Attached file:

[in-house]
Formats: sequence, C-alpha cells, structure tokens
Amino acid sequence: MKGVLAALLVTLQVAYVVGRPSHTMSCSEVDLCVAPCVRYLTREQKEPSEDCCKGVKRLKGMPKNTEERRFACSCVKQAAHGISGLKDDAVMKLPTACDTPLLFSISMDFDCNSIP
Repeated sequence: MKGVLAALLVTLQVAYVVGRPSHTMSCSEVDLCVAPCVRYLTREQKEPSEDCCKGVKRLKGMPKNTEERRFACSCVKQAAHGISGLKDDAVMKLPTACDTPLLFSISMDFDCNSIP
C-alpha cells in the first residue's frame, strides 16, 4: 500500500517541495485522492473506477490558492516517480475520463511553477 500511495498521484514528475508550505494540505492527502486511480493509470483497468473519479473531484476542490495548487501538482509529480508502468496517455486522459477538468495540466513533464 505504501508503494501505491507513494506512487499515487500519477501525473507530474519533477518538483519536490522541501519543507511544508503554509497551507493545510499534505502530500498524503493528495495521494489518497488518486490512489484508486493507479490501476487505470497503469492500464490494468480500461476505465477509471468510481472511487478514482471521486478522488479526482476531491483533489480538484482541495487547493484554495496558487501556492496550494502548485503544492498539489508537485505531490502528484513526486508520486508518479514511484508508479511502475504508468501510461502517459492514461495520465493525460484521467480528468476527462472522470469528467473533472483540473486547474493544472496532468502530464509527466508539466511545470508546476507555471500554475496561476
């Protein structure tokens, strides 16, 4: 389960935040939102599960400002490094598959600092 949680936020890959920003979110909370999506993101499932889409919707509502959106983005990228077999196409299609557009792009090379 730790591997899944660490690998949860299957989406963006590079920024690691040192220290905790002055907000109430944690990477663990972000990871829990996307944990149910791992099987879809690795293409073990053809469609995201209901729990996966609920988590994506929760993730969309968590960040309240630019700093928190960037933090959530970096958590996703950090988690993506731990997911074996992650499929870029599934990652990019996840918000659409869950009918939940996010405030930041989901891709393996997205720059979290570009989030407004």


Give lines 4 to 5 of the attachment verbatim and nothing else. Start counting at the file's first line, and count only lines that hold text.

Repeated sequence: MKGVLAALLVTLQVAYVVGRPSHTMSCSEVDLCVAPCVRYLTREQKEPSEDCCKGVKRLKGMPKNTEERRFACSCVKQAAHGISGLKDDAVMKLPTACDTPLLFSISMDFDCNSIP
C-alpha cells in the first residue's frame, strides 16, 4: 500500500517541495485522492473506477490558492516517480475520463511553477 500511495498521484514528475508550505494540505492527502486511480493509470483497468473519479473531484476542490495548487501538482509529480508502468496517455486522459477538468495540466513533464 505504501508503494501505491507513494506512487499515487500519477501525473507530474519533477518538483519536490522541501519543507511544508503554509497551507493545510499534505502530500498524503493528495495521494489518497488518486490512489484508486493507479490501476487505470497503469492500464490494468480500461476505465477509471468510481472511487478514482471521486478522488479526482476531491483533489480538484482541495487547493484554495496558487501556492496550494502548485503544492498539489508537485505531490502528484513526486508520486508518479514511484508508479511502475504508468501510461502517459492514461495520465493525460484521467480528468476527462472522470469528467473533472483540473486547474493544472496532468502530464509527466508539466511545470508546476507555471500554475496561476